How to manage photovoltaic surpluses?


When it comes to designing a photovoltaic installation, the focus is on module efficiency, orientation, optimal tilt, and kWh/kWp generation potential… But do we really know how to make the most of the kWh we generate?

In most residential photovoltaic installations, we encounter a problem: the photovoltaic production curve is completely opposite to our consumption curve. Typically, we produce more when we are not at home.

In the example above, we observe how consumption peaks during the early and late hours of the day.

Fig. I - Consumption-production curve.

Specifically, on November 19th, this installation required a total of 29.13 kWh, of which 21 kWh were supplied by the grid, and only 8 kWh were provided by our photovoltaic installation. If we analyze in terms of energy produced, we can see that we generated a total of 27.72 kWh.

That is, we generated 95% of the energy our home needed, but only utilized 29%, with the rest— the famous energy surplus— being fed back into the distribution grid.

How do we compensate for our photovoltaic surpluses?

Currently, thanks to Royal Decree 244/2019, surplus compensation is facilitated. This mechanism allows the electricity provider to offset the energy we inject into the grid with the energy we consume, but it’s not a 1:1 relationship.

Moreover, this system has some drawbacks. Firstly, compensation is based on the billing period, so surplus generated in one period cannot be used to offset consumption in another. Additionally, compensation is limited to consumed energy, meaning it will never discount more than what we consume. Finally, this compensation only applies to the variable portion, so we still have to pay the fixed part (contracted power, meter rental, taxes…).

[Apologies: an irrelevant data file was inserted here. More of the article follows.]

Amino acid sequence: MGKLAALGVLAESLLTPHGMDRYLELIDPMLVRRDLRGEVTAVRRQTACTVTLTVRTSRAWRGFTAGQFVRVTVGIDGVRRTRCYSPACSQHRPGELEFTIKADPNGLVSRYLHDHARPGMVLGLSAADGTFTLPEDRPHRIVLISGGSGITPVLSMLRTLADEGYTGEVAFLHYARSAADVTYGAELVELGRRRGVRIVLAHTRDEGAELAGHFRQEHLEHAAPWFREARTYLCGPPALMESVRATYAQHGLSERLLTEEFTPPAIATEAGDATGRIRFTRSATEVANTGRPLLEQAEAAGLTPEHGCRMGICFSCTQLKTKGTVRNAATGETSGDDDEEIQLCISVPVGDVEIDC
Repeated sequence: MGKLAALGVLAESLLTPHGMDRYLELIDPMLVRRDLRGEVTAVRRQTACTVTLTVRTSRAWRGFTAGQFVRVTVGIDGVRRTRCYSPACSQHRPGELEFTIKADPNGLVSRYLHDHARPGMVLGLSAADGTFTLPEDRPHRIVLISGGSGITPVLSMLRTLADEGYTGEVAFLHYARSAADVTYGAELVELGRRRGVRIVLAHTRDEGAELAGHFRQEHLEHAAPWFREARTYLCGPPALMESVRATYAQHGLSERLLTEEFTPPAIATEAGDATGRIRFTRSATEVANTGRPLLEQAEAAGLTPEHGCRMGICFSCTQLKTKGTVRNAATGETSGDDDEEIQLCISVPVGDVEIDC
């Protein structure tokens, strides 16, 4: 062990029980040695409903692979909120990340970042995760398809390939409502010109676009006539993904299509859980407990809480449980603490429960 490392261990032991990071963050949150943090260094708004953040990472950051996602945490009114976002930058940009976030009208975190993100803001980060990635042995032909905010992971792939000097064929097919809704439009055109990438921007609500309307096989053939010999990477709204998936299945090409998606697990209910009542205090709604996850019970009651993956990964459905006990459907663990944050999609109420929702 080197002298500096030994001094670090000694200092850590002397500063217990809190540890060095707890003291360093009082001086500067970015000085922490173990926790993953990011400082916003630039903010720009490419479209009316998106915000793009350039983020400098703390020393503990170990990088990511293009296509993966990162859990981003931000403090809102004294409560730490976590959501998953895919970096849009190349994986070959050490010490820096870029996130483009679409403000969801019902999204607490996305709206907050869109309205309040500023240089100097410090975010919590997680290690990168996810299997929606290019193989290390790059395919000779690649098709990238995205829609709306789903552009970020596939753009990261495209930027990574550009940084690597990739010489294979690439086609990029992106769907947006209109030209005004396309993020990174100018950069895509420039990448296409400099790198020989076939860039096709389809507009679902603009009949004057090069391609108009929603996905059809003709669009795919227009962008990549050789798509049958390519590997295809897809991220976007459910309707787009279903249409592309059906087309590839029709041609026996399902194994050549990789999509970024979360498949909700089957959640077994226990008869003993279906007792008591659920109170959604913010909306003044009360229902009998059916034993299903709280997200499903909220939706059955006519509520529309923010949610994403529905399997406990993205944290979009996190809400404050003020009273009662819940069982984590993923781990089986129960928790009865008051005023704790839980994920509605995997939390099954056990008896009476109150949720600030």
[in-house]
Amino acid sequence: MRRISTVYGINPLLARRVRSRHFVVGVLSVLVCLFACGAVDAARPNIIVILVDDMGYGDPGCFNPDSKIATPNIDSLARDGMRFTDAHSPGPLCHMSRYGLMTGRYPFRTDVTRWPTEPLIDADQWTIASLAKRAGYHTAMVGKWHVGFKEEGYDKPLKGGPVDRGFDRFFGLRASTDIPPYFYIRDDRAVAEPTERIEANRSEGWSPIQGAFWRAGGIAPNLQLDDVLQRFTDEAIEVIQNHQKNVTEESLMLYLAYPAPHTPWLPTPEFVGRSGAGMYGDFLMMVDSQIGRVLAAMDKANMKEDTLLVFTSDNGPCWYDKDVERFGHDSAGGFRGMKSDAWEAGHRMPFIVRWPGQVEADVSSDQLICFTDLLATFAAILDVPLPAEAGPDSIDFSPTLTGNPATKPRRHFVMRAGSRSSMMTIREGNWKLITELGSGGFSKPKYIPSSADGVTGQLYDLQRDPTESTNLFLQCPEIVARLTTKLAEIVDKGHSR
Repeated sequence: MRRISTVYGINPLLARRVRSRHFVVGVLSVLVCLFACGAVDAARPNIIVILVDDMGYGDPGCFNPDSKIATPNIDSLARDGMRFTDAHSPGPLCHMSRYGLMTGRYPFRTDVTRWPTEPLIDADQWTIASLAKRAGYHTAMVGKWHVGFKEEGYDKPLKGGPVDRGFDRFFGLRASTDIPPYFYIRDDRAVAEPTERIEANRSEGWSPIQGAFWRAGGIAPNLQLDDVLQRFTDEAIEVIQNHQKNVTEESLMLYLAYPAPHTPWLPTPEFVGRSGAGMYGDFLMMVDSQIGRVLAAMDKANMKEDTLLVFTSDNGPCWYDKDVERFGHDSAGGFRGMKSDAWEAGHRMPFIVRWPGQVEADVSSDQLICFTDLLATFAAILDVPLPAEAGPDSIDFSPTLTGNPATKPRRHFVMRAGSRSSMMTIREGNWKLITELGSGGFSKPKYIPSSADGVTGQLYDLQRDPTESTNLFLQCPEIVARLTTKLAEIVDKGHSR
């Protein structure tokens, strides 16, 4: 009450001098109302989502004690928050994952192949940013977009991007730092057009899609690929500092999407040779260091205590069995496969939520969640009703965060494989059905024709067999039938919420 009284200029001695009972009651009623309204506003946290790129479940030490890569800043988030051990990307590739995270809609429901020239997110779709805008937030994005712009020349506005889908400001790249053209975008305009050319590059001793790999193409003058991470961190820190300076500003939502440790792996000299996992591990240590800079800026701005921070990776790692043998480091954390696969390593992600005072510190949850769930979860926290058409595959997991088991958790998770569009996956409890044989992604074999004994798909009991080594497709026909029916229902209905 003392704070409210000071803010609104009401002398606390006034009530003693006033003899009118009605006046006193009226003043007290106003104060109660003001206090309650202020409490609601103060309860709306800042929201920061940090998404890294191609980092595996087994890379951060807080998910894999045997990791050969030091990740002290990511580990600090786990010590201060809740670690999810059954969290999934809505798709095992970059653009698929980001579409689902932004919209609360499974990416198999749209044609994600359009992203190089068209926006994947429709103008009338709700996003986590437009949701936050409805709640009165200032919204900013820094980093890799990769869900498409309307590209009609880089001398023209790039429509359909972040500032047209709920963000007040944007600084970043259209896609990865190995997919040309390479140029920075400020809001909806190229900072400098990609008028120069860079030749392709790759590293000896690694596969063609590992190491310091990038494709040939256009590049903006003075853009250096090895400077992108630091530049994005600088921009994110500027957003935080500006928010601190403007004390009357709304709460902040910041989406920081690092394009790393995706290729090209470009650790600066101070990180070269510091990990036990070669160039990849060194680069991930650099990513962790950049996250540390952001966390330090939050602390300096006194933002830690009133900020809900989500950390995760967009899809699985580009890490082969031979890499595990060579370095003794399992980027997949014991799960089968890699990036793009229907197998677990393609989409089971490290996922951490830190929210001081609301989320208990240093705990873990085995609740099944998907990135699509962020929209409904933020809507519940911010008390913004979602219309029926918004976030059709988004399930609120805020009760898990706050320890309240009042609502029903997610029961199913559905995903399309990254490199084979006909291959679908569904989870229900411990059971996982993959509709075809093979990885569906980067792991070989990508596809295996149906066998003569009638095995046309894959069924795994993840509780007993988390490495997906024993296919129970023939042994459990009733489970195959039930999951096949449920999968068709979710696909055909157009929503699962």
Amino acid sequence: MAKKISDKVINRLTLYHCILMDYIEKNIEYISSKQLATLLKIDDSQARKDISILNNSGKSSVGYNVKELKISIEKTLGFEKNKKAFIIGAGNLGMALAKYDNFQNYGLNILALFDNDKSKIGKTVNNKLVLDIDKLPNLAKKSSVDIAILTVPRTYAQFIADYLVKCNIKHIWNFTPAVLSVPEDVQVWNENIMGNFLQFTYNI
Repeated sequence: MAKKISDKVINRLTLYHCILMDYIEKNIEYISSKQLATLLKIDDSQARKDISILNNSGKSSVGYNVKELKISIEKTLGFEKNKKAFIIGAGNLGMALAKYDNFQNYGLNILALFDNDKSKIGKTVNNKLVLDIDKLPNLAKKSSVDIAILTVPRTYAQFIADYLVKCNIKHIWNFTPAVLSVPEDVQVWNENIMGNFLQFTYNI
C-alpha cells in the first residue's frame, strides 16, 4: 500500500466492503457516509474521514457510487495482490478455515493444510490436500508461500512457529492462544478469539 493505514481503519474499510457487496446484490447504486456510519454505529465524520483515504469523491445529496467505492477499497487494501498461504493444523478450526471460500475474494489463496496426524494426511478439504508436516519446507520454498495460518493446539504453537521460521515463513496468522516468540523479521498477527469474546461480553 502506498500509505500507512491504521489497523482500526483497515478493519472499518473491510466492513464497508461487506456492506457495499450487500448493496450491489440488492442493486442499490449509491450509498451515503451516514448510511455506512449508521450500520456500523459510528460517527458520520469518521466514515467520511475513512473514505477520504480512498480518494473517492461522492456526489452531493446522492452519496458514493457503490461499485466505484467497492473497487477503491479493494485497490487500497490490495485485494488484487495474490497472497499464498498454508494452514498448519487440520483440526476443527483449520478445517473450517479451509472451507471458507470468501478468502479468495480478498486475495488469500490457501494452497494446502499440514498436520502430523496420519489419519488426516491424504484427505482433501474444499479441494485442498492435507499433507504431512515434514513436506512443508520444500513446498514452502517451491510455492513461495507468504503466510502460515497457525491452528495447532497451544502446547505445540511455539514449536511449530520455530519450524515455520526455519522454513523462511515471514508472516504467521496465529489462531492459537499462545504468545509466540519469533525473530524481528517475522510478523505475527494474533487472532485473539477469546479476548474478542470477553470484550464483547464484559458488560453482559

Currently, some suppliers offer so-called virtual batteries, which are essentially a form of virtual wallet. In these cases, the company gradually adds the agreed balance for each kWh we inject into the grid to this wallet. With this balance, we can pay our entire bill, and some suppliers even offer the option to use it to pay bills for other supply points we may have, such as a second residence.

But what alternatives do we have to utilize this production without the need to feed back into the grid? Let’s explore different options.

How can we utilize our surplus without feeding it back into the grid?

Lithium Batteries

The first option that certainly comes to mind is to install a lithium battery to charge during times of surplus and discharge when photovoltaic production is not sufficient to cover all our consumption.

Thanks to Fronius’ monitoring software, if we already have a photovoltaic installation installed and monitored, we can know exactly how our installation will perform if we install a battery, specifically a BYD battery.

In the previous installation, which started last September, we had a self-consumption percentage of 29%. That is, in these months, 29% of our consumption was provided by the photovoltaic installation, while the remaining 71% was supplied by the grid.

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